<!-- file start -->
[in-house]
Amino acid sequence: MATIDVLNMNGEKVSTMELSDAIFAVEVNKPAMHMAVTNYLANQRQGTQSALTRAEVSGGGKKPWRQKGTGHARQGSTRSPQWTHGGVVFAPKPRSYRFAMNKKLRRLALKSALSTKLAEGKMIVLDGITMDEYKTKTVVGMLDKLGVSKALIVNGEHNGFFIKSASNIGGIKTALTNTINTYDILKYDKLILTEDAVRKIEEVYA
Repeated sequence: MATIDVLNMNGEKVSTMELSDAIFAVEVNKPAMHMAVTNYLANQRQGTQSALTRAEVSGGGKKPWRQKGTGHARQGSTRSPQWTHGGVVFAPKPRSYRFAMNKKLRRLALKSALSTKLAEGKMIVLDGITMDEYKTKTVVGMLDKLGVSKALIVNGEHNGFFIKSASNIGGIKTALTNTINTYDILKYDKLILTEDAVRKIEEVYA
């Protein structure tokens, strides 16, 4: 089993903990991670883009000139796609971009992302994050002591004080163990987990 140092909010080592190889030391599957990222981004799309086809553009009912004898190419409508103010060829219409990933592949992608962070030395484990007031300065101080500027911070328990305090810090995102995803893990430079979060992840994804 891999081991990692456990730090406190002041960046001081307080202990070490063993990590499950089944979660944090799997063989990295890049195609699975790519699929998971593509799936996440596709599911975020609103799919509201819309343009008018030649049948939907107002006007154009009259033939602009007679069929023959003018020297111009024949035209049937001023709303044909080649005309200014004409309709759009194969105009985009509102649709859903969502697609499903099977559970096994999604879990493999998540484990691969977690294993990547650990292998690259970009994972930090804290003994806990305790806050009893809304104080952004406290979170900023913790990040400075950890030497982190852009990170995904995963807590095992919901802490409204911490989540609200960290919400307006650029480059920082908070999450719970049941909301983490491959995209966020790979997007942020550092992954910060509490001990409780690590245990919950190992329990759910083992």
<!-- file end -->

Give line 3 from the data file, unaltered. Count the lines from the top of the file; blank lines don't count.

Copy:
Repeated sequence: MATIDVLNMNGEKVSTMELSDAIFAVEVNKPAMHMAVTNYLANQRQGTQSALTRAEVSGGGKKPWRQKGTGHARQGSTRSPQWTHGGVVFAPKPRSYRFAMNKKLRRLALKSALSTKLAEGKMIVLDGITMDEYKTKTVVGMLDKLGVSKALIVNGEHNGFFIKSASNIGGIKTALTNTINTYDILKYDKLILTEDAVRKIEEVYA